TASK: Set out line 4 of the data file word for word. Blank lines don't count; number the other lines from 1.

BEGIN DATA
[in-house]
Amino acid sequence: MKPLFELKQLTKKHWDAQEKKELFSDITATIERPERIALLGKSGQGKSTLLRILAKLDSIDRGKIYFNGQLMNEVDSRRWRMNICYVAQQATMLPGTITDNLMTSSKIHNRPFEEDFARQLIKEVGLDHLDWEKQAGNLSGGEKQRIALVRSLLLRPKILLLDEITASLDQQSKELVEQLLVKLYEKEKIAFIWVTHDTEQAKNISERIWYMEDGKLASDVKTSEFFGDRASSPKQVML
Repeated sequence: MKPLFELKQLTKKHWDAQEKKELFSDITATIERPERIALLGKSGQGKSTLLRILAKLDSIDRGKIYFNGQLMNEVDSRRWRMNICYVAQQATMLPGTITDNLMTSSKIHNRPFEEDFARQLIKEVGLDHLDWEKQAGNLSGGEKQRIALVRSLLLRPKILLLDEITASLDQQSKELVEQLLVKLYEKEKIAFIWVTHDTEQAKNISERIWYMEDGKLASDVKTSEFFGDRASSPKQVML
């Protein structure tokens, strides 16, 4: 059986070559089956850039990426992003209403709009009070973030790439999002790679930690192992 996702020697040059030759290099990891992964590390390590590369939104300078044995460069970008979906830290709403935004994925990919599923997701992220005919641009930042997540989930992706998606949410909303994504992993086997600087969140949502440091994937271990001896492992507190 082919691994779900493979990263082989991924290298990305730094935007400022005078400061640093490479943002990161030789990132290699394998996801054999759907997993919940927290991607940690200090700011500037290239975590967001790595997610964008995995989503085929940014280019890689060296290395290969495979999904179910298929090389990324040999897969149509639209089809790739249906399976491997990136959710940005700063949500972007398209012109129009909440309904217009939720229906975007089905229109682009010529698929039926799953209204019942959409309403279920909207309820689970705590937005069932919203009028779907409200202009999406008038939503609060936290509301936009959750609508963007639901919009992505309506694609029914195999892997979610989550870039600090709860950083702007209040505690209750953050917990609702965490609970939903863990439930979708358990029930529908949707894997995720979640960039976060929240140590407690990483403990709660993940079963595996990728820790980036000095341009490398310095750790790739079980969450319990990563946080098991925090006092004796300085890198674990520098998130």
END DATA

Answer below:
């Protein structure tokens, strides 16, 4: 059986070559089956850039990426992003209403709009009070973030790439999002790679930690192992 996702020697040059030759290099990891992964590390390590590369939104300078044995460069970008979906830290709403935004994925990919599923997701992220005919641009930042997540989930992706998606949410909303994504992993086997600087969140949502440091994937271990001896492992507190 082919691994779900493979990263082989991924290298990305730094935007400022005078400061640093490479943002990161030789990132290699394998996801054999759907997993919940927290991607940690200090700011500037290239975590967001790595997610964008995995989503085929940014280019890689060296290395290969495979999904179910298929090389990324040999897969149509639209089809790739249906399976491997990136959710940005700063949500972007398209012109129009909440309904217009939720229906975007089905229109682009010529698929039926799953209204019942959409309403279920909207309820689970705590937005069932919203009028779907409200202009999406008038939503609060936290509301936009959750609508963007639901919009992505309506694609029914195999892997979610989550870039600090709860950083702007209040505690209750953050917990609702965490609970939903863990439930979708358990029930529908949707894997995720979640960039976060929240140590407690990483403990709660993940079963595996990728820790980036000095341009490398310095750790790739079980969450319990990563946080098991925090006092004796300085890198674990520098998130």